2

I just want to ask my friend to send me his phone number once again.

Two weeks ago I reset my smartphone. Thus, I lost some important numbers [as yours -or- your]. Therefore, it would be great if you wrote me by whatsapp to get your number again.

4
  • 1
    If you inform someone you are giving them information with no expected action from them. You want to ask your friend to send you his number. – RJFalconer Apr 15 '16 at 10:42
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    I would use "like yours" or maybe "including yours", but definitely not "as". It has to be yours because you would say "The number is yours", not "The number is your." – stangdon Apr 15 '16 at 11:26
  • 3
    "such as yours" if you like slightly obfuscated language – Separatrix Apr 15 '16 at 14:06
  • "...I lost some important numbers, such as yours" is fairly high-register and slightly archaic, but certainly grammatical. – S. G. Apr 15 '16 at 19:53
10

A number can be "yours", but it would be "your" number. It all depends on which order you choose.

I lost your number along with some other important numbers.

or

I lost some important numbers (including yours).

6

The second sentence is awkward as well. I would rewrite both as:

I reset my smart phone a couple of weeks ago and lost a bunch of important numbers, including yours. Could you send me your number on whatsapp?

3

As others have noted, "numbers as yours" is not correct here. You may have been thinking of "numbers such as yours", which could work, although in my opinion "numbers including yours" or even (especially in informal usage) "numbers like yours" would be more natural and idiomatic here.

As for "your" vs. "yours", the rule is that your is a determiner that must always be followed by a noun phrase (e.g. "number"), while yours is a stand-alone pronoun that doesn't need (and can't take) a noun after it. Thus:

"What is your number?"
"Your number looks similar to mine."

but:

"This is my number, what's yours?"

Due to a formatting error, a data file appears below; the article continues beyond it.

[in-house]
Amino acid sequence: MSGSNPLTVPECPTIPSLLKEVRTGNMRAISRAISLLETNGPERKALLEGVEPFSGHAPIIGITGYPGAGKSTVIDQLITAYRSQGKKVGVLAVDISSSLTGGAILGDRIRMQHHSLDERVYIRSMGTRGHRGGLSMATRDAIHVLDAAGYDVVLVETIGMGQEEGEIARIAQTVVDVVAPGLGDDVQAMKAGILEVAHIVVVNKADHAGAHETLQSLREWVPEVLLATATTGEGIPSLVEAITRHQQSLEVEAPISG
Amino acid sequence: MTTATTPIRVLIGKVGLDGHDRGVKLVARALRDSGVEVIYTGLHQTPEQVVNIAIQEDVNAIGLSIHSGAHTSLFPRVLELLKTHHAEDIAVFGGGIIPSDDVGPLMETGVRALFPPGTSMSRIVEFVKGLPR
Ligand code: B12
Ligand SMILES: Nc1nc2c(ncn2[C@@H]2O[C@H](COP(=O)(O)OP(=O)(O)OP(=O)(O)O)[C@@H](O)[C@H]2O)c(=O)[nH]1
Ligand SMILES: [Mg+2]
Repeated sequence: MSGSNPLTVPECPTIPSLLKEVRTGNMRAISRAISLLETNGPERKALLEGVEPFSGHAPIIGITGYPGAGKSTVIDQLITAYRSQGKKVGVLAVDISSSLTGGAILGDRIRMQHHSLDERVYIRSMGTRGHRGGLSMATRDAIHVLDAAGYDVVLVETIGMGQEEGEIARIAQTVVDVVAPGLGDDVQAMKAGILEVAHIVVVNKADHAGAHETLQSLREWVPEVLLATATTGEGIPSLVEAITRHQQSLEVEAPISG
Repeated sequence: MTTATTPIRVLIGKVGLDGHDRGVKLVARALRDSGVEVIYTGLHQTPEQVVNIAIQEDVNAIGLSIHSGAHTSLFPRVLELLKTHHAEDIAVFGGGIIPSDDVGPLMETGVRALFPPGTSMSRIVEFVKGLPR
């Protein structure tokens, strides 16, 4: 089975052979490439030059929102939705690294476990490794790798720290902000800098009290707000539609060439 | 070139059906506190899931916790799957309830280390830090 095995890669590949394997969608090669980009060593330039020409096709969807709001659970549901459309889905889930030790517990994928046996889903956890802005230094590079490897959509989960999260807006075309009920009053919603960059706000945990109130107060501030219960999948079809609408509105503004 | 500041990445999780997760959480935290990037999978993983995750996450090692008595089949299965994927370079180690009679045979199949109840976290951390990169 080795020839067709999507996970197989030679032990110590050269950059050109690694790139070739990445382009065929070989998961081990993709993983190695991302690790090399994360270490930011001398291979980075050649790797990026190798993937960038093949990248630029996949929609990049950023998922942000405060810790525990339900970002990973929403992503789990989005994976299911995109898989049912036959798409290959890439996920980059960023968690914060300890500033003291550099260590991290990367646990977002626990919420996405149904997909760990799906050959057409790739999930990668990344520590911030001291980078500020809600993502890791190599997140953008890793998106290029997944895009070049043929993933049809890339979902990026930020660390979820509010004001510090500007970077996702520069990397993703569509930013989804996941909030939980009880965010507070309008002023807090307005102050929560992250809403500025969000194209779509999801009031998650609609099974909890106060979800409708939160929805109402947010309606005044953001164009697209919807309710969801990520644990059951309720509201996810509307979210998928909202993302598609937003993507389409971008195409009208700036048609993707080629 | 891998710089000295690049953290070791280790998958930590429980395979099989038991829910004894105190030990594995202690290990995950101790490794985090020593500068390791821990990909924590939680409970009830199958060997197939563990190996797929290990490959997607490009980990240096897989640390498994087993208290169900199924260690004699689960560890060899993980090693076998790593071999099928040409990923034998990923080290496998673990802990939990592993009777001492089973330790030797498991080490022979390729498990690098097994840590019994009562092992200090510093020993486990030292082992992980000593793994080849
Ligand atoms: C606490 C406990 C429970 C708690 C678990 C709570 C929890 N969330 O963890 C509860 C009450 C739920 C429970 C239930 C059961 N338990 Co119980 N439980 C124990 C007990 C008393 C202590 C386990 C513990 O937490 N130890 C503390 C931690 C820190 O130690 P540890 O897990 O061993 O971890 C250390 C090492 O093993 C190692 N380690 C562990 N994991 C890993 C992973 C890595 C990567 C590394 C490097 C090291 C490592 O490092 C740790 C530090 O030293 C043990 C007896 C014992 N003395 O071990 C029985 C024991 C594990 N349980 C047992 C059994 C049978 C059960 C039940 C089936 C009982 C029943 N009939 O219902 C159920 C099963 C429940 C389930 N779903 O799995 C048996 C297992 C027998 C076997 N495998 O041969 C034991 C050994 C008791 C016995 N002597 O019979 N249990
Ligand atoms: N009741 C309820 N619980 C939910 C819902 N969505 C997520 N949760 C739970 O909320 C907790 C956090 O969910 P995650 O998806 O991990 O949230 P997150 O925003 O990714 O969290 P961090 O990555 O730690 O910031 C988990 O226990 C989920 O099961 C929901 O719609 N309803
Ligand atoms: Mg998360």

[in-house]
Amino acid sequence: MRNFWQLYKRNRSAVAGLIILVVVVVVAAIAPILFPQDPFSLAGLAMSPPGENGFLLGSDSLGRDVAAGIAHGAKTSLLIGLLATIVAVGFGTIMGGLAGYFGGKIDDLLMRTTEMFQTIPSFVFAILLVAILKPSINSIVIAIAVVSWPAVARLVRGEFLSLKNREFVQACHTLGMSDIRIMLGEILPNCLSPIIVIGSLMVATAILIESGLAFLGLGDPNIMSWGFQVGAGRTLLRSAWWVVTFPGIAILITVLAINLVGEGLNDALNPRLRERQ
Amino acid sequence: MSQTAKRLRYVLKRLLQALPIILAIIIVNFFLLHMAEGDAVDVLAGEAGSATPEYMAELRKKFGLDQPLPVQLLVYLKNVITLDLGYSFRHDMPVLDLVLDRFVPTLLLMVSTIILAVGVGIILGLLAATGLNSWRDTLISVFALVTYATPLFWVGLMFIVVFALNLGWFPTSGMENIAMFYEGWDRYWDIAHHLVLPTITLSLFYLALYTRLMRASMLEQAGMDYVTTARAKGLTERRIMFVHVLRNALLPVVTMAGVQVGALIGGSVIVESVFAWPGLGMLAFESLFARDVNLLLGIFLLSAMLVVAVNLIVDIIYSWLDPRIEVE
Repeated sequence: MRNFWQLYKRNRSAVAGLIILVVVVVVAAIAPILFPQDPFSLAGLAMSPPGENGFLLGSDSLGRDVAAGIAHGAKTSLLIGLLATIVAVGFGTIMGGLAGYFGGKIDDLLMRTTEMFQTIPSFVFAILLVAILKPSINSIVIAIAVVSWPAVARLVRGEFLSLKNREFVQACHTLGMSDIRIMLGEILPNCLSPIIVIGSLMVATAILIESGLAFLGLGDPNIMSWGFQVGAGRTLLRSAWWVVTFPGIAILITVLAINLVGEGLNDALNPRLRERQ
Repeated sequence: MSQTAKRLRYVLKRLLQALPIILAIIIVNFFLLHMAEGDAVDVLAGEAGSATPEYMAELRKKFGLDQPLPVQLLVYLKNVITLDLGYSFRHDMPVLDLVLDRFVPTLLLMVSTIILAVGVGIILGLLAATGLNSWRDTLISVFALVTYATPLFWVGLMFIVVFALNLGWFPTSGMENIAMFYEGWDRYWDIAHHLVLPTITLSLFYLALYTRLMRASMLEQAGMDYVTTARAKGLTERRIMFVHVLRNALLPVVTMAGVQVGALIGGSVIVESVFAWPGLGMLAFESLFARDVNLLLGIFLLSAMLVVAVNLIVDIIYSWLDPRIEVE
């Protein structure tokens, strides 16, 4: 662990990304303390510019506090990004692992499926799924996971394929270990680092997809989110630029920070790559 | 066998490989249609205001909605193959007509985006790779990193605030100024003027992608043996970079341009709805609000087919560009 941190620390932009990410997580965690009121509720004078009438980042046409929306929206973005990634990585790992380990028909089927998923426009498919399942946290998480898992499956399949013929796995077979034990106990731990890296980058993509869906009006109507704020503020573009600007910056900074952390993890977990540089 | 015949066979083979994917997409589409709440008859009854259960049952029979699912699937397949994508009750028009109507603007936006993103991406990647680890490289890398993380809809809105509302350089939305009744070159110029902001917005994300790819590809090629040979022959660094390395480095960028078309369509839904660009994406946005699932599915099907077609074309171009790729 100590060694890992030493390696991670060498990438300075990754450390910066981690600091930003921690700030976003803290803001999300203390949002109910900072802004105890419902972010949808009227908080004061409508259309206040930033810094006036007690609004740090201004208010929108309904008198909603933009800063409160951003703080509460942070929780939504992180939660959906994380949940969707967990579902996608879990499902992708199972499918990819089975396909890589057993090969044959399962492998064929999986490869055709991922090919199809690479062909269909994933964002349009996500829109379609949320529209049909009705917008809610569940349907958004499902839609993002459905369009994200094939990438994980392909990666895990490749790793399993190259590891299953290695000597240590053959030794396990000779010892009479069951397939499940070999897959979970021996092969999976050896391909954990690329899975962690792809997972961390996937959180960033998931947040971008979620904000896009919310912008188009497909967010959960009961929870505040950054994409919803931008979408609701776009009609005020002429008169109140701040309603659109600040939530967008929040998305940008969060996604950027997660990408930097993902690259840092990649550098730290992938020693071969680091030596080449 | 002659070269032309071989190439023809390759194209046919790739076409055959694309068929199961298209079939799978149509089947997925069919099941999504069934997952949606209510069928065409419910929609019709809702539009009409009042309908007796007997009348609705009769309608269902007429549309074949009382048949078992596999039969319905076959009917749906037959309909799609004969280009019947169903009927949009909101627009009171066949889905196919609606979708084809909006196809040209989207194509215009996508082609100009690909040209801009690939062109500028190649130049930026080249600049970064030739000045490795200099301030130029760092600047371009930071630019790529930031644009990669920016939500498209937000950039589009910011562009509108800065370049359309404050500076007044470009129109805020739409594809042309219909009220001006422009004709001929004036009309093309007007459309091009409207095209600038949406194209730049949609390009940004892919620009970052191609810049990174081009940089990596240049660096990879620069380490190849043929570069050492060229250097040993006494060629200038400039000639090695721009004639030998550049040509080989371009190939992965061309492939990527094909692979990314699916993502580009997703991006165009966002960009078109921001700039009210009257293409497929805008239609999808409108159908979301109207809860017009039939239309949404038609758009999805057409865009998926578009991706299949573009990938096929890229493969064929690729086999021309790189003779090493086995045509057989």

"My number looks similar to yours."

(And yes, the exact same distinction as between "your" / "yours" also exists between "my" / "mine", "her" / "hers", "our" / "ours" and "their" / "theirs". For "his", "its" and "whose", however, the determiner and stand-alone forms look identical.)

1

Let me suggest something possibly simpler:

Two weeks ago, I reset my smartphone, and lost your number. Could you please re-send it?

The real problem with the sentence(s) in question isn't the 'yours/your' issue, it's the extraneous information that's being included about other numbers being lost. The fact that other numbers were lost isn't really relevant to the particular person being contacted. Removing that portion of the sentence makes the other issue less critical.

As is often the case, an apparent issue with a single word is actually a symptom of a bigger issue with the sentence itself.

Respectfully submitted...

0

The grammatically correct sentence would be-

Two weeks ago I had reset my smartphone. Thus, I lost some important numbers including yours. Hence, it would be great if you could write me by Whatsapp, to attain your number again.

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    "I had reset" is the wrong tense, it should be "I reset". And "write me by Whatsapp" is pretty awkward. "Message me on Whatsapp" might be better. "to attain your number" seems wrong too. "so that I can get your number again" or something would be better. – Blorgbeard Apr 16 '16 at 3:18
0

Two weeks ago I reset my smartphone. Thus, I lost some important numbers [such as yours]. Therefore, it would be great if you wrote me by whatsapp to get your number again.

This is the closest way to say it to yours while being fluent and polite.

Reference: Myself, native English speaker.

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